When Mauritian children and youth took omega-3 supplements, their parents’ psychopathological ratings improved and the parents also felt their children were behaving better, according to a study led by University of Pennsylvania researchers and published in the Journal of Child Psychology and Psychiatry. The improvements lasted six months after the treatment stopped even though measurements of the childrens’ own antisocial behavior improvements were not as robust. Yet placebo effects did not wholly explain the results, wrote the researchers.
In a randomized, double-blind, placebo-controlled trial, 200 children aged 8–16 years were divided into groups that drank a daily fruit drink, or a fruit drink supplemented with 1 gram of omega-3. Children and parents then reported on their own feelings and behaviors and the parents also reported on their childrens’ behaviors on several types of measurement scales. The parents guessed with 97% accuracy when their children were taking omega-3 and reported significant improvements in their children’s behaviors.
“In conclusion, this RCT shows that 6 months of omega-3 supplementation in fruit juice drink form results in a 42–68% reduction in parent-reported externalizing and internalizing behavior problems in community-residing children and adolescents, with improvement continuing 6 months after treatment cessation,” wrote the researchers. Yet the children themselves reported fewer significant changes in their own behaviors, and the researchers also did not detect as many. So the researchers then measured the significance of these differences.
“Improvement in parental behavior accounted for 60.9% of the [measured] improvement in child antisocial behavior,” they concluded. “[F]rom a clinical perspective the very large majority of clinic referrals for behavioral problems are from parents, not children. Consequently, the current findings for parental reports may have clinical relevance.”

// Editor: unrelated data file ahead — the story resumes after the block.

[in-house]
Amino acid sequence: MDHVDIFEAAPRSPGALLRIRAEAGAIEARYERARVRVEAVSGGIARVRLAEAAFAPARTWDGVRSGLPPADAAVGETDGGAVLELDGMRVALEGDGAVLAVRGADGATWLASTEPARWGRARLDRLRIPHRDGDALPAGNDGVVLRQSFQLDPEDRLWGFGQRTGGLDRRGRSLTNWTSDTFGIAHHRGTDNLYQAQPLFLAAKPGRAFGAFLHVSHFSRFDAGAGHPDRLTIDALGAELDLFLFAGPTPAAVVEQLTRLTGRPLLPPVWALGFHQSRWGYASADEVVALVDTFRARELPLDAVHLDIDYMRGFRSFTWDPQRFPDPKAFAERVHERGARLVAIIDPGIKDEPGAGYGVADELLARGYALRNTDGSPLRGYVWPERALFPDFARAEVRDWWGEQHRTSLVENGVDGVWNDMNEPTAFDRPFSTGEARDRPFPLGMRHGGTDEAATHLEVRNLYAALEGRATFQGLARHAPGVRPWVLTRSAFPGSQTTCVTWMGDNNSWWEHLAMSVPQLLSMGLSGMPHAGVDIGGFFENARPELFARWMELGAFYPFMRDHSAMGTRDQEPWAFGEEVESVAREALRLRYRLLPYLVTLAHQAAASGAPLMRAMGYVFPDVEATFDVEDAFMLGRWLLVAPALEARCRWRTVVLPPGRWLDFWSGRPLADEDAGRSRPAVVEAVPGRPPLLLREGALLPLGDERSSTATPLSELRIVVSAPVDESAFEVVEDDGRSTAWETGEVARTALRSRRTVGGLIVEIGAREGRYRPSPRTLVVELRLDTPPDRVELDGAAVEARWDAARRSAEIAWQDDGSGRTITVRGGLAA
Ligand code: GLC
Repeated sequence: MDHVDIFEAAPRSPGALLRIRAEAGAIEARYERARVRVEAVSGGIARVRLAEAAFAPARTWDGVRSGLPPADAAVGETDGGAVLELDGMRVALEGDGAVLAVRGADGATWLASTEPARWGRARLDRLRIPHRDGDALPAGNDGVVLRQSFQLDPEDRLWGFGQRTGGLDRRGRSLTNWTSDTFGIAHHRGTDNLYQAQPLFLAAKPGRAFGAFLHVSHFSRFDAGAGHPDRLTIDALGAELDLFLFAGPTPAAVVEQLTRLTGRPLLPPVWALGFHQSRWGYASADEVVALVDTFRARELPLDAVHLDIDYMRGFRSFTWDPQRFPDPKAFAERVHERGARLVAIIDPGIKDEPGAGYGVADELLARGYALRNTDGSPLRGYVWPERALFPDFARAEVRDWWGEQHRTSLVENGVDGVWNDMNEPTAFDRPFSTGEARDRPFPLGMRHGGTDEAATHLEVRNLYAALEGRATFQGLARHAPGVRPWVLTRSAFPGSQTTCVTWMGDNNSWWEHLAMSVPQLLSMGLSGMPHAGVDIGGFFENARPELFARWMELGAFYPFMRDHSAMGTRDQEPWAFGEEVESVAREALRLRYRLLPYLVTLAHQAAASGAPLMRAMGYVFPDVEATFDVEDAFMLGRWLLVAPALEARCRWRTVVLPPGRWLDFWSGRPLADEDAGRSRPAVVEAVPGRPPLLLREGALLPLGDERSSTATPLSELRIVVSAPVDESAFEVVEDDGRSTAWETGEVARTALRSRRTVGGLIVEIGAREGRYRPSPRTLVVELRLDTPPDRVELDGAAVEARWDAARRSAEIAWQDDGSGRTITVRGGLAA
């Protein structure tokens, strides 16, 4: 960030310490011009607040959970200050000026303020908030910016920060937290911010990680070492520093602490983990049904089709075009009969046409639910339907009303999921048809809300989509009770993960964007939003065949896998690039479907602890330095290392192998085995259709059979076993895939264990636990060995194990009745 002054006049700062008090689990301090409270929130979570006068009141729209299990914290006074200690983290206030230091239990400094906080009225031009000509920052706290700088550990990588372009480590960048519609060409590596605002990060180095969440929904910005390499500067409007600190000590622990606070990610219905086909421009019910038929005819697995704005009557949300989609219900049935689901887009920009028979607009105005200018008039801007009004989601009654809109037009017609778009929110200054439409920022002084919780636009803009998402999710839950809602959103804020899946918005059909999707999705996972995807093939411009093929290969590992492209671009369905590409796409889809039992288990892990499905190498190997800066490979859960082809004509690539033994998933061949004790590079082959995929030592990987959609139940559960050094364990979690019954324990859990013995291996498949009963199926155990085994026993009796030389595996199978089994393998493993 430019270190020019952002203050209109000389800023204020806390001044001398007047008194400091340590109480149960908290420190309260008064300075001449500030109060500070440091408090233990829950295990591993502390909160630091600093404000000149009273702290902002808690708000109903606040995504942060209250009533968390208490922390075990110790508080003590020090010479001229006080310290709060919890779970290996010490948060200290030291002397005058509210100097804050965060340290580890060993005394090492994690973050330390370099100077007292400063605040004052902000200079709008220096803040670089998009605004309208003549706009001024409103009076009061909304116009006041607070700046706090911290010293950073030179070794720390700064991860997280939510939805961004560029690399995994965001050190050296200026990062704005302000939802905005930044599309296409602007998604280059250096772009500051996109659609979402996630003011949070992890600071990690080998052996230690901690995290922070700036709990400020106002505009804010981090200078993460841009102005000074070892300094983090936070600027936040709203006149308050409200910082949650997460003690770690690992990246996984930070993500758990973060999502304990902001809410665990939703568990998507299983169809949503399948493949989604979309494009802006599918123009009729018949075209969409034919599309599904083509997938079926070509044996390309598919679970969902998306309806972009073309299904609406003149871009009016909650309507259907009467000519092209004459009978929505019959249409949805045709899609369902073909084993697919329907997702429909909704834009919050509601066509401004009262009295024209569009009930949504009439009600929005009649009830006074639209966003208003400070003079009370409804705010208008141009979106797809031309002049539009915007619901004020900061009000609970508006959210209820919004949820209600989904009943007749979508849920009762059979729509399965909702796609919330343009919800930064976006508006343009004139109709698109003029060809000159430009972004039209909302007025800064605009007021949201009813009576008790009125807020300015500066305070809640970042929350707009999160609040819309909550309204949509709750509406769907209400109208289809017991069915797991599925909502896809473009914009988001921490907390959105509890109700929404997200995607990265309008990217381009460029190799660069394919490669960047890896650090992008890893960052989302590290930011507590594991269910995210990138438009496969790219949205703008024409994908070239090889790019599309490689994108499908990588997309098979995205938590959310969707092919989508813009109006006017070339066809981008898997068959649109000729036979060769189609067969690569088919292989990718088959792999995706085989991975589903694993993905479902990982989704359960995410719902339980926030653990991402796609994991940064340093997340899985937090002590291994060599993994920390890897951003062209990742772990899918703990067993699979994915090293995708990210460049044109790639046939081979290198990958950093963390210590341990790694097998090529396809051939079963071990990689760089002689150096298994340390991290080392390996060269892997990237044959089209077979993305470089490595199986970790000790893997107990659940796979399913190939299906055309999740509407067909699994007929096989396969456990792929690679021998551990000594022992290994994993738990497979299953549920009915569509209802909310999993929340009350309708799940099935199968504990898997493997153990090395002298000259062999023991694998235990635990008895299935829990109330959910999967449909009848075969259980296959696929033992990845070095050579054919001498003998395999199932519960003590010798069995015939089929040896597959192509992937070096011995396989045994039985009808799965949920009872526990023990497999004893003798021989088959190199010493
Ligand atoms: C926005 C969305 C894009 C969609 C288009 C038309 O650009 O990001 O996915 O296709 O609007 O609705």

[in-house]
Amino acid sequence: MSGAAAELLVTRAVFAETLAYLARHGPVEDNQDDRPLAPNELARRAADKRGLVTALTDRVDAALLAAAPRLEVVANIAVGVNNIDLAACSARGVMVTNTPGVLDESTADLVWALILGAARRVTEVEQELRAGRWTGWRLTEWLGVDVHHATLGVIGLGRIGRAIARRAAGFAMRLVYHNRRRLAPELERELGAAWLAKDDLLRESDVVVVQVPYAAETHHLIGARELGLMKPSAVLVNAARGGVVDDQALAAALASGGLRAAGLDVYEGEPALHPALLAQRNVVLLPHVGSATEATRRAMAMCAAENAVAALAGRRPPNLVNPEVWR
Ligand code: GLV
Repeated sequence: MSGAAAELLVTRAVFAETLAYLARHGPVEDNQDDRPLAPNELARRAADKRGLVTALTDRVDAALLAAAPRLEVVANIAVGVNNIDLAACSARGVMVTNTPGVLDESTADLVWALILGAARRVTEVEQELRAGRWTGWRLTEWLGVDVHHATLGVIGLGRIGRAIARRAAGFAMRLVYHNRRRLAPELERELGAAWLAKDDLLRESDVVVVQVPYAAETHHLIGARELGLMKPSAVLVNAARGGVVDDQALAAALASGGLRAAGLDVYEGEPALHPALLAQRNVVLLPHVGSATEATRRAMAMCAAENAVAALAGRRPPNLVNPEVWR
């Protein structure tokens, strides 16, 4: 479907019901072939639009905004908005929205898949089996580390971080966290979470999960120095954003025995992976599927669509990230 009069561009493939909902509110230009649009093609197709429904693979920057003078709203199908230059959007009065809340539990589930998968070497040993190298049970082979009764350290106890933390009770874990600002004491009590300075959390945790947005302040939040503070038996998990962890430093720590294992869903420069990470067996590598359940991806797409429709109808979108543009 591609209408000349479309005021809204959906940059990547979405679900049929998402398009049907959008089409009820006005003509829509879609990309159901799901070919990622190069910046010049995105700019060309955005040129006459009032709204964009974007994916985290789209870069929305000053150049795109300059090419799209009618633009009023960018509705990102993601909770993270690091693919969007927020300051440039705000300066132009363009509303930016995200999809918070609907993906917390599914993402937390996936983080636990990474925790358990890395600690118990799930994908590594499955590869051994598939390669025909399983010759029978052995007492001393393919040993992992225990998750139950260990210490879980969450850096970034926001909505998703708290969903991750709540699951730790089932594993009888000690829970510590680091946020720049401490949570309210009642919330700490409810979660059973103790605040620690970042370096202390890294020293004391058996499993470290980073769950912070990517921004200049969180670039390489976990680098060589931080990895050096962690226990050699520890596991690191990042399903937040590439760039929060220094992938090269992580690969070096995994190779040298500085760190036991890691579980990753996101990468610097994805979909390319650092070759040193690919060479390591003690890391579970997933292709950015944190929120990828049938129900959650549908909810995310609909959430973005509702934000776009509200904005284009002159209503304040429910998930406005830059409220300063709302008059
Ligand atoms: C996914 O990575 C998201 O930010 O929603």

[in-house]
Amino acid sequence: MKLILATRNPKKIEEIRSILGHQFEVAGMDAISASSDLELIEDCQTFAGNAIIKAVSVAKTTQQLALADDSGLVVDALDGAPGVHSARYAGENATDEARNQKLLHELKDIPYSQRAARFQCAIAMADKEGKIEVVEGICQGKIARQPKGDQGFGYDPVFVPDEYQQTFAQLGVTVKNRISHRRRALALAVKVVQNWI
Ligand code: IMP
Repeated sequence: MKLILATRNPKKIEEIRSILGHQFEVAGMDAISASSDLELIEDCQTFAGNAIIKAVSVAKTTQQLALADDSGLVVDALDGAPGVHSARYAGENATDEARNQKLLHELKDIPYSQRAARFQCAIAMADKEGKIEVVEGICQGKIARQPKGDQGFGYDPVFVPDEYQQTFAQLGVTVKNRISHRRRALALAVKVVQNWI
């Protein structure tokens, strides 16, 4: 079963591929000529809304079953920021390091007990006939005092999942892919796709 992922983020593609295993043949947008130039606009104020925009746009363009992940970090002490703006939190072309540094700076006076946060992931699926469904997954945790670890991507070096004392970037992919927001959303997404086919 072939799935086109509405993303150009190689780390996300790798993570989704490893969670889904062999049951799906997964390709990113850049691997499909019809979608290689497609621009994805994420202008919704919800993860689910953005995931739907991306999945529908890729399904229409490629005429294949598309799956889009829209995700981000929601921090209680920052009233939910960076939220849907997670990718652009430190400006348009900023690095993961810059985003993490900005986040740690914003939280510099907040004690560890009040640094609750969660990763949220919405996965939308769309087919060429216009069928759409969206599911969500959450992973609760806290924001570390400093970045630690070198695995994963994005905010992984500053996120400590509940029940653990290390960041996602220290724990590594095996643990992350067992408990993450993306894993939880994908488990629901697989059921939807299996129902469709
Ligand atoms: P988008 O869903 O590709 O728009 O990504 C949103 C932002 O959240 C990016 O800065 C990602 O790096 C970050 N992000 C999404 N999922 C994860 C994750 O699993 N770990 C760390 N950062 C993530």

Reduction in behavior problems with omega-3 supplementation in children aged 8–16 years: a randomized, double-blind, placebo-controlled, stratified, parallel-group trial (Raine, Adrian et al. Journal of Child Psychology and Psychiatry. Published online August 22, 2014. doi:10.1111/jcpp.12314)
weird, the parents reported the children behaved better when having a suppliment, though they did not know if the child had the supplement or not, they had to guess and did so accurately. The children said it made little difference and the researchers sort of agreed.
So a supplement to the children. when no one knows if the children have the suppliment or not, caused the parents to behave better.
Or that is how I read it.
I understand it exactly like you. It’s a very interesting finding and I wonder how it can be explained.
Maybe there’s something that changes in the kids’ behaviour that the study cannot assess yet it’s noticed consciously or not by the parents?
He concludes that “improvement in parental behavior accounted for 60.9%” of the improvements in the children’s behavior. So thinking that their child was taking supplements to improve behavior impelled the PARENTS to do a better job, but they attributed the benefits to the omega-3 supplements.
Pretty fascinating. I guess it suggests to me that parental attitude toward a child is the most important variable in the child’s behavior, which is something I’ve always believed to be the case. Doesn’t fit very well with the bio-centric view of “mental health problems,” though, does it?
Yeah, I’m thinking that in the interest of science, the parents paid more attention to their child.
I also think it’s a weak study. Even though it was double blind, the conclusion was an observation.
“Findings provide initial evidence that omega-3 supplementation can produce sustained reductions in externalizing and internalizing behavior problems. Results are the first to report improvements in caregiver behavior, and to establish this improvement as a part-mechanism for the efficacy of omega-3.”
I don’t think they “established” anything.
Yeah – it’s a weak study. What it’s claiming is pretty plausible; I’m sure many of us can point anecdotally to parents for whom “their kids'” problems are really the parents’ problems. But this doesn’t really prove it.